LastName 7despite the fact that Jones is a criminal, Marlowe can respect his character, just as the countryadmired Bonnie and Clyde. Marlowe’s attention to the rain shows his disdain at Jones’s death,and he demonstrates that during the time period, the line of morals and ethics was blurred for notonly the criminals, but the general public as well. Comment [A20]: This paragraph and the previous one each use Bonnie The symbols of the knight, the orchids, and the weather blend together to effectively and Clyde’s story because the author says it parallels Harry Jones andportray The Big Sleep’s underlying theme of corruption in American society. In the novel, Agnes’s story. The discussion here is good but might be more effective iforruption prevails, from a pornography dealer to easily bribed policemen. Despite the the Jones/Agnes plot was explained in more detail.temptations, Marlowe remains true to his morals, becoming a modern-day “knight.” However, Comment [A21]: The thesis is restated but not repeated.even he finds himself questioning what makes a person “good” as he respects some criminalsdespite their activities. The Big Sleep is more than just a detective novel; it is a historicaldepiction of life during the 1930s. Comment [A22]: The final sentence reemphasizes the connection between the novel and the time period.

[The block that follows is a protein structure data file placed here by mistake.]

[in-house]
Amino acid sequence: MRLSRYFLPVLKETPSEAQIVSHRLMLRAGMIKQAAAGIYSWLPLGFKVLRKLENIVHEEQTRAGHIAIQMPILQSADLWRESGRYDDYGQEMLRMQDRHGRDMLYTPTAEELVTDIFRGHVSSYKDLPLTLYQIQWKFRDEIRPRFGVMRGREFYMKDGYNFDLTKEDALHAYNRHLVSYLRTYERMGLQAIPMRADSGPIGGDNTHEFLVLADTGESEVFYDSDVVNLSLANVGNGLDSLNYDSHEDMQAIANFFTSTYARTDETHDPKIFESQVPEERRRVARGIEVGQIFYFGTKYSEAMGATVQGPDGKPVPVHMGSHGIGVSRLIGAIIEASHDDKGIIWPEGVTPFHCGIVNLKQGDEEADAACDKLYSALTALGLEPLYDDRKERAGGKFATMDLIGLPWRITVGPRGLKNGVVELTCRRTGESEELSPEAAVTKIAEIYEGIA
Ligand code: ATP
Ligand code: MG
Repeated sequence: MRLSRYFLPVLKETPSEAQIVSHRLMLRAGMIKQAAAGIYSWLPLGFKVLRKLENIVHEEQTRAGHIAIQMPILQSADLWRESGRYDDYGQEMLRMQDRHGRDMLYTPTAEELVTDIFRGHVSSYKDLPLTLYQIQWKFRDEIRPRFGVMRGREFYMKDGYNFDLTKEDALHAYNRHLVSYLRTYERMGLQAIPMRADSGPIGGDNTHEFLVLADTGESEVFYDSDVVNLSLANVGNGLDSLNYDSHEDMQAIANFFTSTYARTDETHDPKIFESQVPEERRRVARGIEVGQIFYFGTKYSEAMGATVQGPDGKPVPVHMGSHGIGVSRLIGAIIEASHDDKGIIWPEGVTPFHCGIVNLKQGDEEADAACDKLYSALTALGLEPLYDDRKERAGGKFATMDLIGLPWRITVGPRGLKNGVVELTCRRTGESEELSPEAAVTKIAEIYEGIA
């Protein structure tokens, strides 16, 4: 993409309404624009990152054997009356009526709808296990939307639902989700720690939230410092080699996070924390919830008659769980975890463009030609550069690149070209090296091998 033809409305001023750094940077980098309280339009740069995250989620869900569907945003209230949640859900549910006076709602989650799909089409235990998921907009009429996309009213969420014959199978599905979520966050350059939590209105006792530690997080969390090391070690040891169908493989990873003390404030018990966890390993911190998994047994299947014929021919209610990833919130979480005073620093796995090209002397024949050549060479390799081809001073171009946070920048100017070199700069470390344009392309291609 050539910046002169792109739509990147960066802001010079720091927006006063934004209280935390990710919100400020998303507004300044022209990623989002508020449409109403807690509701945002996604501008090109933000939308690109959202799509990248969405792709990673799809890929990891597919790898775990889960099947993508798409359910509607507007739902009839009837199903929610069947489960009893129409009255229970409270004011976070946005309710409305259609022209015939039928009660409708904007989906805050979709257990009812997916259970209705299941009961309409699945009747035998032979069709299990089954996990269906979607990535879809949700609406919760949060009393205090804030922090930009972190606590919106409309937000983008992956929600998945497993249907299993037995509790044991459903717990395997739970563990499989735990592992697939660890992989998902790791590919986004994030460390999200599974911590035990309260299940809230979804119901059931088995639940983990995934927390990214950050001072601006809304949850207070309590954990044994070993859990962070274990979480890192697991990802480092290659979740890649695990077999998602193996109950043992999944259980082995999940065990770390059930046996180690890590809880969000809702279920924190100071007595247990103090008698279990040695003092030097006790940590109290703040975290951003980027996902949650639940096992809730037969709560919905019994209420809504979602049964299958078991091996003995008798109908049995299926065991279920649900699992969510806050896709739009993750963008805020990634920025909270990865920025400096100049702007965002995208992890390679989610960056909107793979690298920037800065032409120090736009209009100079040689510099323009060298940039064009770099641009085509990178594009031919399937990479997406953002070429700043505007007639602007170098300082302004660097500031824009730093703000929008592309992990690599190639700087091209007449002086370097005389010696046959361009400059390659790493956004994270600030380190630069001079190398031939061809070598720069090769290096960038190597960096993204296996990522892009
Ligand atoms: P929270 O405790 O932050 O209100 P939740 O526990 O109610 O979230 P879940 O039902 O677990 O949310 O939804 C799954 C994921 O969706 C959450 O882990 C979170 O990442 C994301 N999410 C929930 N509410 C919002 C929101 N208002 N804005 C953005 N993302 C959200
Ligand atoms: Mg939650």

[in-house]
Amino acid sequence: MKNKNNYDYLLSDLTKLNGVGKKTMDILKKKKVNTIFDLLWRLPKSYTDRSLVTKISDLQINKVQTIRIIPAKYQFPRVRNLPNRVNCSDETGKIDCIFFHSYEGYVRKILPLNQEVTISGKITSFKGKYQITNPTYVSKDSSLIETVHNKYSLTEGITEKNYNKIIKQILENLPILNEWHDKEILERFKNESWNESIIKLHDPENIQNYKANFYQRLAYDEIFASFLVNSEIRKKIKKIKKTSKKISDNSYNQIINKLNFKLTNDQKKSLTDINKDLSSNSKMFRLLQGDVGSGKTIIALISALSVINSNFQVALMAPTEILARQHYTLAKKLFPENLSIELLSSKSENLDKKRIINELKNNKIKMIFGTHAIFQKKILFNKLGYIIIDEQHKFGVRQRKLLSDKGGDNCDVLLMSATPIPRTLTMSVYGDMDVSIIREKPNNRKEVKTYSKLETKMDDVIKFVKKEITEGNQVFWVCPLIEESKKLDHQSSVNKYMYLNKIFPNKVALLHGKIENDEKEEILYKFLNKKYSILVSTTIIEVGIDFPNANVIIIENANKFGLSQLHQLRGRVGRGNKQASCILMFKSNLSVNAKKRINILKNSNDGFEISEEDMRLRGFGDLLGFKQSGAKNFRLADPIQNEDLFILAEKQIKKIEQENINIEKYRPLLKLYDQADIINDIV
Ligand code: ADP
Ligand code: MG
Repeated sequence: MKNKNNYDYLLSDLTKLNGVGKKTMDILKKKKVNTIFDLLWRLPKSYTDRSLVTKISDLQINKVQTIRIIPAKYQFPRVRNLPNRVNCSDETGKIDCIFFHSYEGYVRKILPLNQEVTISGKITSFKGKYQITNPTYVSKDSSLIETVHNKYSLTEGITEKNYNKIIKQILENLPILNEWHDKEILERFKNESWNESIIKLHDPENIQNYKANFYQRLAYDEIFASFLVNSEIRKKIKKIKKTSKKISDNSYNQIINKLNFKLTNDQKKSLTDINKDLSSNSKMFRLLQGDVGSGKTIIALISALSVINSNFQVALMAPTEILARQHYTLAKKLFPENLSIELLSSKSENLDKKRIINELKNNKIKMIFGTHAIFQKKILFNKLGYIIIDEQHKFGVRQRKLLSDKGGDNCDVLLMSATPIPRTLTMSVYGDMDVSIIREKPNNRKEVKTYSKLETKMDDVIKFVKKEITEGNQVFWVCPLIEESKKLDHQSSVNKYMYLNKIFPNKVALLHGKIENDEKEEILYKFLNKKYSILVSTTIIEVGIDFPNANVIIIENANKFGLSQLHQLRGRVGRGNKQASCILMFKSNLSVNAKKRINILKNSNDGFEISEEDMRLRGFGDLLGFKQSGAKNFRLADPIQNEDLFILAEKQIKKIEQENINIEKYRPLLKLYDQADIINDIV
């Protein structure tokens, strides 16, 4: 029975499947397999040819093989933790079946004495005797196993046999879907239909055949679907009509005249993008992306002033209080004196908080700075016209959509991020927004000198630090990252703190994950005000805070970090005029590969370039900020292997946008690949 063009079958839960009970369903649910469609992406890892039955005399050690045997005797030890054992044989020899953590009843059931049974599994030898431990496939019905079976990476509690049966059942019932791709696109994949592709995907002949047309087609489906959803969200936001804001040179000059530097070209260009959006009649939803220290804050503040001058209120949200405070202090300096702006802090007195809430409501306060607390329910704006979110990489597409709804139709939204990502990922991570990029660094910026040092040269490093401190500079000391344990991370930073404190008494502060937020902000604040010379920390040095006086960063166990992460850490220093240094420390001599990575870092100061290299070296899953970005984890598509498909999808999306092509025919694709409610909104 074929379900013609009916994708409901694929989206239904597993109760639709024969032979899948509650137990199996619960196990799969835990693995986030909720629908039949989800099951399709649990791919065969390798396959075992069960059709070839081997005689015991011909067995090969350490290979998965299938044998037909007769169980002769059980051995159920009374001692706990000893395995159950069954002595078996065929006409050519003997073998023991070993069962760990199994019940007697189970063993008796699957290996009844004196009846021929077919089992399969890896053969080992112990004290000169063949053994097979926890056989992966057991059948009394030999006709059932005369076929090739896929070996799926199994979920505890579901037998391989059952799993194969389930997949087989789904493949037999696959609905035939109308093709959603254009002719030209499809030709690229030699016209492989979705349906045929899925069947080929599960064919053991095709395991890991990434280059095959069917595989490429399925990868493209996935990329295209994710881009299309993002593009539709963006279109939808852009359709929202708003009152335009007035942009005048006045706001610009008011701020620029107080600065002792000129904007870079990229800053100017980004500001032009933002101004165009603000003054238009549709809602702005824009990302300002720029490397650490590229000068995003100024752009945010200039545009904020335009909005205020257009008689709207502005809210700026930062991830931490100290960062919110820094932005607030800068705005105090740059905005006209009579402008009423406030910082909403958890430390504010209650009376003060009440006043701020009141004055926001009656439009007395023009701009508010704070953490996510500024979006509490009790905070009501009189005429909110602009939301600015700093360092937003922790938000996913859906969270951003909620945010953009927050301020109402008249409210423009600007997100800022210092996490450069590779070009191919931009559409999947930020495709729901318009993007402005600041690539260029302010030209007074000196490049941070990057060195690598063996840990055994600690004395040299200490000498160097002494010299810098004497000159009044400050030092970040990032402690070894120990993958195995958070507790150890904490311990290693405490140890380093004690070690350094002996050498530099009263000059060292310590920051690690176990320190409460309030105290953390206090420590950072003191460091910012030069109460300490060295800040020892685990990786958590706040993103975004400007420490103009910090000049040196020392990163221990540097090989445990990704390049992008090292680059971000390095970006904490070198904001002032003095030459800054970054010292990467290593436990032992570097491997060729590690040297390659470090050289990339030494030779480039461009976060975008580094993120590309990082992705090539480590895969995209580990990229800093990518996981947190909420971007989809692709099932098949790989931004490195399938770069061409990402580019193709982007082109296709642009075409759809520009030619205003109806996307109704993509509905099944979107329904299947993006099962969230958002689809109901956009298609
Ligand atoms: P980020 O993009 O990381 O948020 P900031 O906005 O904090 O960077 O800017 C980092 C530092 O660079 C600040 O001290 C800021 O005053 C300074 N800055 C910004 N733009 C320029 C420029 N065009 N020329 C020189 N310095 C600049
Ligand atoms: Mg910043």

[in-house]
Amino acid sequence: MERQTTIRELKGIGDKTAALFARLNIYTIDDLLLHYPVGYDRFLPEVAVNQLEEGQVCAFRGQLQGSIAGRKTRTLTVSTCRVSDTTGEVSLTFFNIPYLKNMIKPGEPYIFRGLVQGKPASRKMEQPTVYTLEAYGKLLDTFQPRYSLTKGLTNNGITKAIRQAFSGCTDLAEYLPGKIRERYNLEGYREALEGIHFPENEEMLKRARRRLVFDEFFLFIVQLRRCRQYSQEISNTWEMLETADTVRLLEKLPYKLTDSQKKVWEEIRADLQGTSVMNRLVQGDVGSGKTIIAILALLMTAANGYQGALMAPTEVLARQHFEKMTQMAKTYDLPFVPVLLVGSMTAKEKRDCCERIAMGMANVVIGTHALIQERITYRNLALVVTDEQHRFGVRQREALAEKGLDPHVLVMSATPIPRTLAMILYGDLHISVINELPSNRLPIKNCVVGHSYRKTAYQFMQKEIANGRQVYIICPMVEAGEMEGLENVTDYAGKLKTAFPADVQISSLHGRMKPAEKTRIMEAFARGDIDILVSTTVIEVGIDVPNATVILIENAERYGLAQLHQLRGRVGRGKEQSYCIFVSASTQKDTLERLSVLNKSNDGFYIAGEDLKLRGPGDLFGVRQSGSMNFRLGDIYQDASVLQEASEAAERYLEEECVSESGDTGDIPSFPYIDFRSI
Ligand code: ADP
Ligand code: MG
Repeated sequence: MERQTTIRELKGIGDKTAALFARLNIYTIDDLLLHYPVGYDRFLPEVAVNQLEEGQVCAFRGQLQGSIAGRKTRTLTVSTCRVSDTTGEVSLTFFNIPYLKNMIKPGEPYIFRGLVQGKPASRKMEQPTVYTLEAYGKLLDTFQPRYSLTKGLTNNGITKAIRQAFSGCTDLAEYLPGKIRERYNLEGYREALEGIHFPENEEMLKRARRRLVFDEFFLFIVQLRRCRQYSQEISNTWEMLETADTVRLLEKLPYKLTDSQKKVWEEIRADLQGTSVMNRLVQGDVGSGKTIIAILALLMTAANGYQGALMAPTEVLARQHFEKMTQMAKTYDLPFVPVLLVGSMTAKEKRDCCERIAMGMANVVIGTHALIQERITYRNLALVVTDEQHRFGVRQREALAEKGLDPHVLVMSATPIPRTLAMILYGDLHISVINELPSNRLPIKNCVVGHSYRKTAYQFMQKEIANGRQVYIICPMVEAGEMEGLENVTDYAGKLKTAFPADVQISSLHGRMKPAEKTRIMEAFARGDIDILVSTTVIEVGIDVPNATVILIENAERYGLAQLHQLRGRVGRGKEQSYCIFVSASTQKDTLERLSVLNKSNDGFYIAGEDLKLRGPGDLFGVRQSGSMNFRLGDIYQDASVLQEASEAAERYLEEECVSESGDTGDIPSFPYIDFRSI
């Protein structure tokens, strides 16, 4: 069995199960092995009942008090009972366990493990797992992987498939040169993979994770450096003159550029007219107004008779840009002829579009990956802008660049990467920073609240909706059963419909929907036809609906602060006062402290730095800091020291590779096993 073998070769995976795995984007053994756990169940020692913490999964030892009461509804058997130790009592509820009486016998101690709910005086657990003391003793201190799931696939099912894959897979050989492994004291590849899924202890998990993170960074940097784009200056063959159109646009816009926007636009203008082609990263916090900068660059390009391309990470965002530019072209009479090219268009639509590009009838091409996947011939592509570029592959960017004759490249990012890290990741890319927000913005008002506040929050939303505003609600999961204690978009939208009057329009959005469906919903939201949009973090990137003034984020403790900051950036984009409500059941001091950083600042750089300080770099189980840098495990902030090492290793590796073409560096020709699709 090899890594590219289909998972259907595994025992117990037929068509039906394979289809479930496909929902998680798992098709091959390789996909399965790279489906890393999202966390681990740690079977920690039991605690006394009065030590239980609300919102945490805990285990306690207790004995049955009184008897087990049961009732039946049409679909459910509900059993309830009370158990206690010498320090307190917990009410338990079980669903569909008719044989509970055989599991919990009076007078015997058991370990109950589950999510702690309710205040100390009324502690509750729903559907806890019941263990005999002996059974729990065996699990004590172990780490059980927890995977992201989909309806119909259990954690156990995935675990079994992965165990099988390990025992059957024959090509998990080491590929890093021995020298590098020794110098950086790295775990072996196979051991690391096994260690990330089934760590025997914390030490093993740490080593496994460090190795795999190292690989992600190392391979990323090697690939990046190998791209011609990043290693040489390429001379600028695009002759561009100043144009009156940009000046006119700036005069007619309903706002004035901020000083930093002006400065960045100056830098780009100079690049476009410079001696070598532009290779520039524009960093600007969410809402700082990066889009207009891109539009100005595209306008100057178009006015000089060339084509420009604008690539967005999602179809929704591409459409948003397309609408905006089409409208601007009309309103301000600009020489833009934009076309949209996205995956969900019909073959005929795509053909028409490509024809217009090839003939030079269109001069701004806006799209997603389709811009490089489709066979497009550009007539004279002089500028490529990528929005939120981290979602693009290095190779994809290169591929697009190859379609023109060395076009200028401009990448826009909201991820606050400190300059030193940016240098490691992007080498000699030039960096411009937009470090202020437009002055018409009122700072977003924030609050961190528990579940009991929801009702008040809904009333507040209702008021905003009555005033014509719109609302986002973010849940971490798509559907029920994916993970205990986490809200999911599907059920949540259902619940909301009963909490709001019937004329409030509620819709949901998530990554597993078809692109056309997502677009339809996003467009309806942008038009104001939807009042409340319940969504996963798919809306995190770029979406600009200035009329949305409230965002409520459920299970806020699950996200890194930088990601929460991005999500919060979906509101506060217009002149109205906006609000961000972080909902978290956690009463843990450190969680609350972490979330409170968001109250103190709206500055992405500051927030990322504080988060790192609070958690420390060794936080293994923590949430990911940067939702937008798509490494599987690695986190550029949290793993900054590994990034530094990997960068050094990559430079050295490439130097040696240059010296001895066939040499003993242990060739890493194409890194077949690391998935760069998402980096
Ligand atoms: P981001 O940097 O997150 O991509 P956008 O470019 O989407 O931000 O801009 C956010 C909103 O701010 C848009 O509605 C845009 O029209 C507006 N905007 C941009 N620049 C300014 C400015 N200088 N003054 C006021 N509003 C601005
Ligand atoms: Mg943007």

LastName 8 Works Cited Comment [BA23]: Your Works Cited page should list the play you areChandler, Raymond. The Big Sleep. New York: Vintage Books, 1939. Print. analyzing (see #10 on pg. 145 in your textbook) from the anthology as wellIrwin, John T. “Being Boss: Raymond Chandler’s The Big Sleep.” Southern Review 37.2 as your secondary sources. (Spring 2001): 211-248. Print. Chapter 7 in your textbook lists almost everything you should run into, or you can look at the entries here as“Lindbergh Baby Kidnapping Poster, 1932.” Crime and Punishment: Essential Primary examples. If you have any questions, check with the library or ask me. Sources. Eds. K. Lee Lerner, and Brenda Wilmoth Lerner. Detroit: Gale, 2006. 260- Note that your Works Cited page 263. Gale U.S. History in Context. Web. 19 Feb. 2012. should be alphabetized as it is here.Margolies, Edward. Which Way Did He Go? New York: Holmes and Meier Publishers, 1982. Print.“Organized Crime.” West’s Encyclopedia of American Law. 2nd ed. Vol. 7. Eds. Shirelle Phelps, and Jeffrey Lehmen. Detroit: Gale, 2005. 331-333. Gale U.S. History in Context. Web. 19 Feb. 2012.Phillips-Fein, Kim. “Crime.” Encyclopedia of the Great Depression. Vol. 1. Ed. Robert S. McElvaine. New York: Macmillian Reference USA, 2004. 217-220. Gale U.S. History in Context. Web. 19 Feb. 2012.